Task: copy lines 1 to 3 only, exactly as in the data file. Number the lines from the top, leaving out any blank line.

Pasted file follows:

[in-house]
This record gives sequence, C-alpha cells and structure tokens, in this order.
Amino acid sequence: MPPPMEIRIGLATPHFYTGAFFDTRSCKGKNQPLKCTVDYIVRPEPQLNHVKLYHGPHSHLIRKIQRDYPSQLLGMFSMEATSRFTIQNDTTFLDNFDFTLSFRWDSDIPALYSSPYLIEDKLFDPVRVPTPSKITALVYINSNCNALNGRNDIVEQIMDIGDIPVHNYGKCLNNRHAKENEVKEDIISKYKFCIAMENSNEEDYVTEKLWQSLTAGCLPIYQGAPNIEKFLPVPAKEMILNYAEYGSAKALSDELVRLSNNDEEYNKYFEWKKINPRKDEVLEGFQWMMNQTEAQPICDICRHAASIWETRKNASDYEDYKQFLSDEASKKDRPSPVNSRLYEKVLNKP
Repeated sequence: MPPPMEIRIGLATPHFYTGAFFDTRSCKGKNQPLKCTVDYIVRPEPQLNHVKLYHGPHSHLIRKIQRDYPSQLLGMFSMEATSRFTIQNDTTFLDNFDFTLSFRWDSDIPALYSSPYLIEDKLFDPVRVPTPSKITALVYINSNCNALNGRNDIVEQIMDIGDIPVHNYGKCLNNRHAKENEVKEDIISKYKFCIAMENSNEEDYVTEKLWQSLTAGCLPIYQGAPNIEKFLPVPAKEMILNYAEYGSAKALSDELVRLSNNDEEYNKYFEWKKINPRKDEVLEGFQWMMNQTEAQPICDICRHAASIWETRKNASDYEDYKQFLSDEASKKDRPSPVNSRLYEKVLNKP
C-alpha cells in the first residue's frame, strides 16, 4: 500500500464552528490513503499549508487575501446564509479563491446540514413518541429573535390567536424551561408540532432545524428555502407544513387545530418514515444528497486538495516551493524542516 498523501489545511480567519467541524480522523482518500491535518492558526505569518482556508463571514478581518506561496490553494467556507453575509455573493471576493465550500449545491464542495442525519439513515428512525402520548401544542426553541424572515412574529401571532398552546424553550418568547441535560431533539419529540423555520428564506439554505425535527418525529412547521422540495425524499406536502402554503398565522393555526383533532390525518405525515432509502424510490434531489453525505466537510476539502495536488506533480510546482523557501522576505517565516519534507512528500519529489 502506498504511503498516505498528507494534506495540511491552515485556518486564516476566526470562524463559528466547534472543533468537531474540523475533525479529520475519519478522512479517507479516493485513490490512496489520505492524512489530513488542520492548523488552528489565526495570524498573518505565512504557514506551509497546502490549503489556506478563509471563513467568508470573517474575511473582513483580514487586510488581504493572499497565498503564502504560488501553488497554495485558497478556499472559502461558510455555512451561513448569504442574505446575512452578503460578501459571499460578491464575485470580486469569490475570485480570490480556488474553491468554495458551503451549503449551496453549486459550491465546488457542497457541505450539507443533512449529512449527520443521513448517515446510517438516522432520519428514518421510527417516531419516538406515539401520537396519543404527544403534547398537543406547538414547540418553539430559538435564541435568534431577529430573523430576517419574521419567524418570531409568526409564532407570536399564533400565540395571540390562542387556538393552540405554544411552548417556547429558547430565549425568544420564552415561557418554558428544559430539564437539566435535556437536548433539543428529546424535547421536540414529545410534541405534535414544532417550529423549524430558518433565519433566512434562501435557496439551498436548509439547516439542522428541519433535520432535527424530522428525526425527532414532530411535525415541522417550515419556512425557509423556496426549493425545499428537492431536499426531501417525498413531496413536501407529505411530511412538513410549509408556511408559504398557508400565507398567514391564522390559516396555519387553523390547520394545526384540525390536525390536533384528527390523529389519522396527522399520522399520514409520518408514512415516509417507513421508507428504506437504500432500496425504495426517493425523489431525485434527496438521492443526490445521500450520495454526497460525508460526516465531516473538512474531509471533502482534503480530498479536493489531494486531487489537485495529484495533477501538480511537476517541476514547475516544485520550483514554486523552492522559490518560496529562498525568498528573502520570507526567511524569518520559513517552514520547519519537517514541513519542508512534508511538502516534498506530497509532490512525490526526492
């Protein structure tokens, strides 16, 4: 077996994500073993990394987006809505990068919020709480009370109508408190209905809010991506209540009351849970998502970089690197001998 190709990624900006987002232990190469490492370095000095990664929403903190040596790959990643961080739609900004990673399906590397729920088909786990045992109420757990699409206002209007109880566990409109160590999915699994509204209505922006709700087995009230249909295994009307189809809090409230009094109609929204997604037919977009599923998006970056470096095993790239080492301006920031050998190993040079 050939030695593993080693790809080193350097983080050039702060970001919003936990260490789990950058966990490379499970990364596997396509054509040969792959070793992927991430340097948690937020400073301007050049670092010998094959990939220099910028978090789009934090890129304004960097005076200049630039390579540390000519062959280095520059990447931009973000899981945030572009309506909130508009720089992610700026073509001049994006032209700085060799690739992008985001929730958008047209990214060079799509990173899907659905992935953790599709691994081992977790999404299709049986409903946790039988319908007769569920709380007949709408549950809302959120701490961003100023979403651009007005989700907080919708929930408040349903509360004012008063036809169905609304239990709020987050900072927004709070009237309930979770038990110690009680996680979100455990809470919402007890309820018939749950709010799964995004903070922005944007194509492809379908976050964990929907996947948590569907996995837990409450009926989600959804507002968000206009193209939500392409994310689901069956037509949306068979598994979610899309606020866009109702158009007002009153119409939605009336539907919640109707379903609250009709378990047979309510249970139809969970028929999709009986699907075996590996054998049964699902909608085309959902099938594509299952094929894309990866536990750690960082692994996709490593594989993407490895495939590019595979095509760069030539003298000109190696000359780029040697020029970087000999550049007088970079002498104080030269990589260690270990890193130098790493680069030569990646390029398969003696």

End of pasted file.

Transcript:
[in-house]
This record gives sequence, C-alpha cells and structure tokens, in this order.
Amino acid sequence: MPPPMEIRIGLATPHFYTGAFFDTRSCKGKNQPLKCTVDYIVRPEPQLNHVKLYHGPHSHLIRKIQRDYPSQLLGMFSMEATSRFTIQNDTTFLDNFDFTLSFRWDSDIPALYSSPYLIEDKLFDPVRVPTPSKITALVYINSNCNALNGRNDIVEQIMDIGDIPVHNYGKCLNNRHAKENEVKEDIISKYKFCIAMENSNEEDYVTEKLWQSLTAGCLPIYQGAPNIEKFLPVPAKEMILNYAEYGSAKALSDELVRLSNNDEEYNKYFEWKKINPRKDEVLEGFQWMMNQTEAQPICDICRHAASIWETRKNASDYEDYKQFLSDEASKKDRPSPVNSRLYEKVLNKP